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Researchers studied the mental health of 73 trans kids. This is what they found.

A new study shows why it's critical we support our transgender youth.

"Everything was fantastic."

That's how Evie Priestman's mother felt about her son's experience at summer camp as a middle schooler. Evie, a transgender boy, had decided to tell his fellow campers about his gender identity on the very last day, and it went over smoothly.

"I have always had a supportive family and felt accepted," Evie told NBC News years later, noting his community is diverse and welcoming.


A first-of-its kind study examined the mental health of young children and preteens whose parents supported their transitions.

And the results are, honestly, not all that surprising.

Photo by Pascal Pavani/AFP/Getty Images.

The researchers found that trans kids who've been supported by their loved ones are doing pretty darn well.

Researchers out of the University of Washington studied 73 transgender kids and 73 cisgender (non-transgender) kids, ages 3 to 12, by asking parents a series of questions on their children's mental health.

They found that between both groups, rates of depression were equal among trans kids who are supported by their family and their cisgender peers, and rates of anxiety were only "a smidge higher" among the trans youth.

Photo by Jeff Pachoud/AFP/Getty Images.

"The thinking has always been that kids who are not acting gender-stereotypically are basically destined to have mental health problems," Kristina Olson, lead author of the study, told NBC."In our study, that's not the case."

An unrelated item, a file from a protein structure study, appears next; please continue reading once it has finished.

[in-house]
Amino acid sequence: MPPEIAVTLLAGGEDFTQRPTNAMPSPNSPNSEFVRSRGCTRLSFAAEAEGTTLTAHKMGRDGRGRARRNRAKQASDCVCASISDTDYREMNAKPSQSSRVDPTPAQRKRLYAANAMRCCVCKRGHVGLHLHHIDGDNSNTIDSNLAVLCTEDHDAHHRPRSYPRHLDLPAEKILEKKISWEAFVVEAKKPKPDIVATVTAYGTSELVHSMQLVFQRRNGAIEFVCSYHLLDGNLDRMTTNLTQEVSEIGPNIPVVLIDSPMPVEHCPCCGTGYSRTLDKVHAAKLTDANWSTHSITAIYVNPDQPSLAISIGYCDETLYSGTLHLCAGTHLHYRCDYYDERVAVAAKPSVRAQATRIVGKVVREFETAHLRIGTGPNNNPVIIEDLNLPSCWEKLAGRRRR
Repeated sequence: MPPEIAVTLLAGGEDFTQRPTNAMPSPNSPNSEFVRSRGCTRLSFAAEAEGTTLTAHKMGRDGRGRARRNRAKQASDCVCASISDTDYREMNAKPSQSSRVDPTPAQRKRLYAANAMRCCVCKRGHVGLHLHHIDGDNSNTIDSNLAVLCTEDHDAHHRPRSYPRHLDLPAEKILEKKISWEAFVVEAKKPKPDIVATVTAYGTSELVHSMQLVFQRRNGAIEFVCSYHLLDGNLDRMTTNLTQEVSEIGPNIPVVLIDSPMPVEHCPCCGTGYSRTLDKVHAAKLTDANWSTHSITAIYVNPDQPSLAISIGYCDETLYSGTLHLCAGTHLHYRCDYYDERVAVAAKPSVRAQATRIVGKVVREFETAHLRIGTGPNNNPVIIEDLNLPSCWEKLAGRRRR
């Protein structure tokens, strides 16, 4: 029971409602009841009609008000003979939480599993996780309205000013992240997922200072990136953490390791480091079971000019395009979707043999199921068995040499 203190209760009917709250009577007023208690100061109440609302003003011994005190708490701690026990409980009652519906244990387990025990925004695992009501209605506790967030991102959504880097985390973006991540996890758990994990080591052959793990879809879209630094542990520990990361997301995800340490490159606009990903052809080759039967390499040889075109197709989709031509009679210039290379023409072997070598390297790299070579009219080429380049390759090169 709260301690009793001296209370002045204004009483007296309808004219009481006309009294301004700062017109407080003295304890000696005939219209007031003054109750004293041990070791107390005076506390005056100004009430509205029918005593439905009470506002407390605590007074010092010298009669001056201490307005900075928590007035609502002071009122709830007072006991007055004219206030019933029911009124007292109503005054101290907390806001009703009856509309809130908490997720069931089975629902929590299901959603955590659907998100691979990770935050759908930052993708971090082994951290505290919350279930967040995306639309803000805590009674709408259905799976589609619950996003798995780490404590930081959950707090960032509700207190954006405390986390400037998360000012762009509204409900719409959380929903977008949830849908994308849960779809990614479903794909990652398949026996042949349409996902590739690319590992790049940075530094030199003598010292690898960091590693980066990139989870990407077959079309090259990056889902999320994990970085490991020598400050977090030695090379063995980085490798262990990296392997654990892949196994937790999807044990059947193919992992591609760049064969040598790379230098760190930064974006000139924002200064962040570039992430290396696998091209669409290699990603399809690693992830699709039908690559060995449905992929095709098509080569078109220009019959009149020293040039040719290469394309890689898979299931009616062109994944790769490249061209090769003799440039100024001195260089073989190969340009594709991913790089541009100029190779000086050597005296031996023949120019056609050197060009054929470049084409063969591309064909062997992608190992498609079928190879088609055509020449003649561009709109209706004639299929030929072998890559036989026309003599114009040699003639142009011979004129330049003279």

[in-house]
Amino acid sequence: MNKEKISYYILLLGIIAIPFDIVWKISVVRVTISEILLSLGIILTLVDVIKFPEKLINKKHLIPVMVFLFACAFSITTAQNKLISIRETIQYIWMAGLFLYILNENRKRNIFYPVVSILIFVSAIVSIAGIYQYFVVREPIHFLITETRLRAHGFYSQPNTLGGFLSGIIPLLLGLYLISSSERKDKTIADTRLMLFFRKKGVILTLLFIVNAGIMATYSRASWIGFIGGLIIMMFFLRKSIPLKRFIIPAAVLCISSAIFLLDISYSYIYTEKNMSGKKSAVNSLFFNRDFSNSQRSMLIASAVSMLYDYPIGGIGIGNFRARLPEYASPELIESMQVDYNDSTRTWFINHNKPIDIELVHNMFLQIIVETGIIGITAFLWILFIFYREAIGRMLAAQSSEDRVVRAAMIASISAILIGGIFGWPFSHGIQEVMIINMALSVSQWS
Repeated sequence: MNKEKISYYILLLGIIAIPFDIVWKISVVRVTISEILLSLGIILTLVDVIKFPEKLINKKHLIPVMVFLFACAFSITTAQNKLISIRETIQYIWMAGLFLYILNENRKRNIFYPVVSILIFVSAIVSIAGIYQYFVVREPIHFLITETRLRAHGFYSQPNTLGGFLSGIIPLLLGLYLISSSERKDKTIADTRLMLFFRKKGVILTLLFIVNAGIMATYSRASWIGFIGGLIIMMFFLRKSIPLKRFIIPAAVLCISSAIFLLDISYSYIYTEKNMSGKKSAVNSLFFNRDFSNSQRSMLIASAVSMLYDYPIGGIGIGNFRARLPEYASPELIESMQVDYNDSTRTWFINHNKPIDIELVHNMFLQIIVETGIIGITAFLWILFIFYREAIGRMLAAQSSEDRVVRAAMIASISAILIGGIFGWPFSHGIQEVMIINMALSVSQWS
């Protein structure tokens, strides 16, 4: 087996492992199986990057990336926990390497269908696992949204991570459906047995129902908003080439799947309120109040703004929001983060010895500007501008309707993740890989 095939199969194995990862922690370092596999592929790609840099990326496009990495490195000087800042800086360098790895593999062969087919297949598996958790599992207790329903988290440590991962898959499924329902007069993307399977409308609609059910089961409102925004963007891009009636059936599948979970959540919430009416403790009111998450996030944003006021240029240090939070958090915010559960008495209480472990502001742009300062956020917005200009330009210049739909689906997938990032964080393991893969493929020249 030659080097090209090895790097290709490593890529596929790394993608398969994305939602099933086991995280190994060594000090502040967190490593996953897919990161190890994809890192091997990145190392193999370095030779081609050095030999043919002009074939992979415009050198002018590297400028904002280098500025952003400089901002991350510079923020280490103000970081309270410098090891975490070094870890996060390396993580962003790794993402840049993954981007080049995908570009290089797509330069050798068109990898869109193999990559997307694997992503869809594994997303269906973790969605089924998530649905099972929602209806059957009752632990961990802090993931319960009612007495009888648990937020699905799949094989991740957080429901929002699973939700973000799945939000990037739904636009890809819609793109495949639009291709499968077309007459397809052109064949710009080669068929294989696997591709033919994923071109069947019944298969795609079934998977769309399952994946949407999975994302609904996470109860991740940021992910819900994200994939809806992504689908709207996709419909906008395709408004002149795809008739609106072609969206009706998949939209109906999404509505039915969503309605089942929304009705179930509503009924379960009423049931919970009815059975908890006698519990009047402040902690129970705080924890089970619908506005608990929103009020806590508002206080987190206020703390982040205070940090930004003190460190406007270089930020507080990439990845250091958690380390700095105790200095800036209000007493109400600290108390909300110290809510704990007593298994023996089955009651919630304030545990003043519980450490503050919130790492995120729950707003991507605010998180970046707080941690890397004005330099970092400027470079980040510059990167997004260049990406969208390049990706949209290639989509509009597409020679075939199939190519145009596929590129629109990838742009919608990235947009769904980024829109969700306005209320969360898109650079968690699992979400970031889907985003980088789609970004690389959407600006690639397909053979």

"More families are allowing their transgender children to live and present to others as their gender identity. This is the first study to examine mental health in these children, finding that they have low levels of anxiety and depression."
— "
Mental Health of Transgender Children Who Are Supported in Their Identities," published in Pediatrics

The results show that loving parents and an accepting environment make a profound difference on a trans child's mental health.

And that no, trans kids don't have mental health issues by default. (I'd guess it's probably the relentless transphobic messages our society sends them that do most of the damage.)

Photo by Dondi Tawatao/Getty Images.

"Transgender individuals have been found to have highly elevated rates of anxiety and depression, but little is known about the mental health of transgender children whose identities are affirmed and supported by their families," the study explains, noting that mental health disorders are "not inevitable within this group."

Although the study can't prove parental acceptance results in improved outcomes for trans children, it "certainly suggests that family support is linked to better mental health."

The findings build on previous research that found a correlation between family acceptance and whether a trans person had attempted suicide.

The study's findings are important because they affirm the idea that trans kids especially need our love and acceptance.

Seeing the rampant transphobia throughout our culture, it's no wonder trans youth live with higher rates of depression, are more likely to be suicidal, and face alarmingly high levels of homelessness (spurred by parental rejection).